See the glossary at the end of this report for definitions of technical terms, such as “scramjet.”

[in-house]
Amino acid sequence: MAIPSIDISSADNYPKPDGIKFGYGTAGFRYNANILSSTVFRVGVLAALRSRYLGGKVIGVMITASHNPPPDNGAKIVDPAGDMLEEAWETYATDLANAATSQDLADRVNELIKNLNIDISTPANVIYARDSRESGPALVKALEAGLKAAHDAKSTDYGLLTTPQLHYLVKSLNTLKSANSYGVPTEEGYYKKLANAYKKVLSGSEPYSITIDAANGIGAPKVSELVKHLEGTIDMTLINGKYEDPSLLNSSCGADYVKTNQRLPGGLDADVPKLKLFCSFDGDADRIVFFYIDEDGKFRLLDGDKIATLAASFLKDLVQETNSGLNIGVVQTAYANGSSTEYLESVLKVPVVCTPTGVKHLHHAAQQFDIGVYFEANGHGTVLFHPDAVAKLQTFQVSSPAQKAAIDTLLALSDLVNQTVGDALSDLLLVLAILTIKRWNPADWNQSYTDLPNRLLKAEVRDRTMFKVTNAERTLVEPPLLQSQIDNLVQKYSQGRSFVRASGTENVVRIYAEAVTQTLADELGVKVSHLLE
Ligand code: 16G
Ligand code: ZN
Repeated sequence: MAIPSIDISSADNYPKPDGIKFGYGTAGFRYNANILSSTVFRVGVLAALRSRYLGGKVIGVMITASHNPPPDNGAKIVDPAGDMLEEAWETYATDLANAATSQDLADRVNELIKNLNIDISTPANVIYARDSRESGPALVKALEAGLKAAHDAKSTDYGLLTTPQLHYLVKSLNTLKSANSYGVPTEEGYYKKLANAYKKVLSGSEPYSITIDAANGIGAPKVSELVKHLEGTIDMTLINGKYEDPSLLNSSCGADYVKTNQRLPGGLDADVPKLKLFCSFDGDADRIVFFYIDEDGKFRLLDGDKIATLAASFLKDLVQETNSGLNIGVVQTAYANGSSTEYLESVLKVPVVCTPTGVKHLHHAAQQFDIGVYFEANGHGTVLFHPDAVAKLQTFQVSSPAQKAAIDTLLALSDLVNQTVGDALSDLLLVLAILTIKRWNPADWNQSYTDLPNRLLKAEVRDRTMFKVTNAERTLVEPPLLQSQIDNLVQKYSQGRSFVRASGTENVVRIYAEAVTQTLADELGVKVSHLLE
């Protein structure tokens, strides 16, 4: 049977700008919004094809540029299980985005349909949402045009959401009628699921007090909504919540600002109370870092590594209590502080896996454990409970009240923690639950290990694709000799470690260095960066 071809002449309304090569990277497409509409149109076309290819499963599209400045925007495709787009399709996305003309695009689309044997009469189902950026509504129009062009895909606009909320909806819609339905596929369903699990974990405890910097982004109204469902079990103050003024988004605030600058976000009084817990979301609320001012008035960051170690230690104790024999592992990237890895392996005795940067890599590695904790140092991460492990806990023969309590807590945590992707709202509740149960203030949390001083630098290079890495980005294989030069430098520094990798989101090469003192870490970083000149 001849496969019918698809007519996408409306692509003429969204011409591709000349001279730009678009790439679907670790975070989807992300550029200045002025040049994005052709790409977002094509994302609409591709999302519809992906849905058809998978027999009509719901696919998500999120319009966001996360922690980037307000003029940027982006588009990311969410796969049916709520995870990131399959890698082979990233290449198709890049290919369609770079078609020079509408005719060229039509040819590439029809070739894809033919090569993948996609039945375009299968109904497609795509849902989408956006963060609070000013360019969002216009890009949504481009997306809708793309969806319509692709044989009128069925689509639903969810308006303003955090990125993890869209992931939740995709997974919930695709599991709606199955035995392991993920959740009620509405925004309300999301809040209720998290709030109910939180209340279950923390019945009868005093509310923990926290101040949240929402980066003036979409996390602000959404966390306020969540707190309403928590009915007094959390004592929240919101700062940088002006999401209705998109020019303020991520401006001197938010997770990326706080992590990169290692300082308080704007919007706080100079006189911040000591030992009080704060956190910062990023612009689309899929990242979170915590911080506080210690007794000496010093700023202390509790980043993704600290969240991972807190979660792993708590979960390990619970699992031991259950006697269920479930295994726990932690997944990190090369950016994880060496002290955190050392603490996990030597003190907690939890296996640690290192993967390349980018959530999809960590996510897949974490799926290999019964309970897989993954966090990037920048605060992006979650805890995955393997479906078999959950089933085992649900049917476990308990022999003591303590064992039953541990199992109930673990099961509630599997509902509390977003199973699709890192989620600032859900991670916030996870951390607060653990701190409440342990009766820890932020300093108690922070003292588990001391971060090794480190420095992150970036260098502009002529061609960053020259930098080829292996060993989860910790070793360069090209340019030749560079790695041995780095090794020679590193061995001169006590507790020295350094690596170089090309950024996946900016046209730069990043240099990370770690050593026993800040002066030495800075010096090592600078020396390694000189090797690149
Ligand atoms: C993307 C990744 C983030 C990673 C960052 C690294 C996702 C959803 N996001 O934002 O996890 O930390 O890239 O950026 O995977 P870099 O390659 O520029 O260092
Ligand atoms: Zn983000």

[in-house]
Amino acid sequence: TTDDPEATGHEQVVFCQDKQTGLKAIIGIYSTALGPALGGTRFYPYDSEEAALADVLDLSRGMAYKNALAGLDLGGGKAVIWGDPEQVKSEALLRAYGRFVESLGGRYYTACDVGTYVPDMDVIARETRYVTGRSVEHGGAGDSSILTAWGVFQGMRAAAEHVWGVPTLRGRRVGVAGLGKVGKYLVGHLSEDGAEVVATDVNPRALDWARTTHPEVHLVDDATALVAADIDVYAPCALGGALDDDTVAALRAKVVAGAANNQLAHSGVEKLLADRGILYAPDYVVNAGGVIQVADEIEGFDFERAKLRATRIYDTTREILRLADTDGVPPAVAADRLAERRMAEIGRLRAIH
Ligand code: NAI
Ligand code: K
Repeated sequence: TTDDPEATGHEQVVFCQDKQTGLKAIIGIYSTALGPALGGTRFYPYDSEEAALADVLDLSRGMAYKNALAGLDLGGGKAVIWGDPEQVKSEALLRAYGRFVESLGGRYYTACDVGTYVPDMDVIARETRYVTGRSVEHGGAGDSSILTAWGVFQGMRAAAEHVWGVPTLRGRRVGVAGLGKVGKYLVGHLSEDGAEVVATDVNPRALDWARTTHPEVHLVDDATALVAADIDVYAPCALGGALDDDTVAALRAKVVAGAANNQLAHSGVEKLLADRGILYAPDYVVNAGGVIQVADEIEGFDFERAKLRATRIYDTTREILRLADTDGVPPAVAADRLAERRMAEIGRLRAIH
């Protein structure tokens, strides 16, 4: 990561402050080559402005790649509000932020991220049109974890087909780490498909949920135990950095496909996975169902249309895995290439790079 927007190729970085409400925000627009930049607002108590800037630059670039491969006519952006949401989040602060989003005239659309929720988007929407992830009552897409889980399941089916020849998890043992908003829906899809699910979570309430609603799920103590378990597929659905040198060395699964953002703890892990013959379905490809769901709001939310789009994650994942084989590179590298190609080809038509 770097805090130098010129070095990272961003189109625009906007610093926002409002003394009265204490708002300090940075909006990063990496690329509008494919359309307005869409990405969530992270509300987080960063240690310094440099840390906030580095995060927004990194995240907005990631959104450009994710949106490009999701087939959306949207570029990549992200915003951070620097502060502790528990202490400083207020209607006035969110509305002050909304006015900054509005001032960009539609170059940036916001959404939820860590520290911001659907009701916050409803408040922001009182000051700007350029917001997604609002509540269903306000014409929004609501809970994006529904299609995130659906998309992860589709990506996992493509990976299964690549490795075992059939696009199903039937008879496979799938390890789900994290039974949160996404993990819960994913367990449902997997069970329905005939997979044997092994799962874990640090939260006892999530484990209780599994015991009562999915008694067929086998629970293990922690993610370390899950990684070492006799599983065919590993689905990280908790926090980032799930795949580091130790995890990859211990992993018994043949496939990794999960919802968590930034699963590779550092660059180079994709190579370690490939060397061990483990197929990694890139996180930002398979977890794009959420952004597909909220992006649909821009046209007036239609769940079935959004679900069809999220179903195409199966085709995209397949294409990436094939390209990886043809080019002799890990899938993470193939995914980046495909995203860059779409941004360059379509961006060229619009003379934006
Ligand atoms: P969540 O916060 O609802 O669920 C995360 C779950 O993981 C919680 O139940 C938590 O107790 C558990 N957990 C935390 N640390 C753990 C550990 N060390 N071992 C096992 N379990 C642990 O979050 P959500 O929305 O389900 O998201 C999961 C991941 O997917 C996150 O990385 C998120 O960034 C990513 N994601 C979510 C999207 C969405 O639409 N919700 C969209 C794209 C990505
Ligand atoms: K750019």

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Review and Evaluation of the Air Force Hypersonic Technology Program 1 Introduction In this chapter the committee discusses the background of the study, provides a brief technical prologue, presents the Statement of Task for the study, describes the strategy for conducting the study, and delineates the plan for the remainder of the report. BACKGROUND Since the historic fifth Volta Congress on High Speeds in Aviation,1 which was held in Rome, Italy, in 1935, military and civilian engineers have developed aircraft and missile systems that can fly faster than the speed of sound in the atmosphere. The first official, manned, supersonic flight took place only 12 years later, in 1947. Yet today only one supersonic airliner, the Concorde, is in regularly scheduled operation. Although the Concorde is a marvel of technology, its development required significant investments by two nations, France and England. Larger, faster, more efficient supersonic commercial aircraft are under consideration, but they are still only a future possibility. Military aircraft and missile systems, worldwide, have routinely operated above the speed of sound for the past 40 years; some, like the SR-71 reconnaissance aircraft, can cruise at three times the speed of sound (i.e., at Mach 3). Missile and experimental aircraft systems have reached much higher speeds. More than 30 years ago, the rocket-powered X-15 reached hypersonic speeds in the atmosphere (in this case, top speeds of six to seven times the speed of sound, or Mach 6 to Mach 7). Since that time, hypersonic projects have come and gone, including the air-breathing National Aero-Space Plane2 Program. Air-breathing vehicles are more efficient and promise more flexible operations than rocket-powered vehicles. Most orbital air-breathing vehicle concepts would be gradually changed from air-breathing to rocket propulsion at speeds of Mach 10 to Mach 15, depending on the mission requirements. During the transition phase, the vehicle would rapidly gain altitude to avoid the weight penalties caused by high aerodynamic and thermal loads at lower altitudes. Very high speeds are best achieved outside the sensible atmosphere.3 For a variety of reasons, including that more was promised than the available technologies and underlying physics could provide, none of the hypersonic projects has resulted in an advanced operational capability for missiles or aircraft that can cruise at high speeds in the atmosphere. Some key reasons are discussed below. PROLOGUE The purpose of this section is to provide readers with some background for understanding the remainder of the report, which is focused on the content and pace of the Air Force program for the development of hypersonic propulsion technology. The objective of the program is to develop a technology base to support the future development of a hypersonic, scramjet-powered, hydrocarbon-fueled, air-launched missile that can reach speeds up to Mach 8.4 The speed of Mach 8 appears to be the upper limit of what may be technically feasible using hydrocarbon fuels (Curran, 1997). 1   Interested readers should see recollections of the last surviving member of the historic conference (Professor Carlo Ferrari), Recalling the Vth Volta Congress, Annual Review of Fluid Mechanics 28:1–9. 2   The national aerospace plane was to be a single-stage vehicle that could take off horizontally, proceed to orbit without staging, and return to earth and land horizontally. The primary propulsion system was a hydrogen-fueled engine. 3   “Sensible atmosphere” is defined by the committee to be the portion of the atmosphere where the dynamic pressure remains significant. For example, the dynamic pressure is about one pound per square foot (48 Newtons per square meter) at a speed of Mach 10 at 270,500 feet (82,500 meters) and at Mach 15 at an altitude of 285,500 feet (87,000 meters). At these altitudes, the dynamic pressure increases by about a factor of 10 with a reduction in altitude of 46,000 feet (14,000 meters). 4   See the glossary at the end of this report for definitions of technical terms, such as “scramjet.”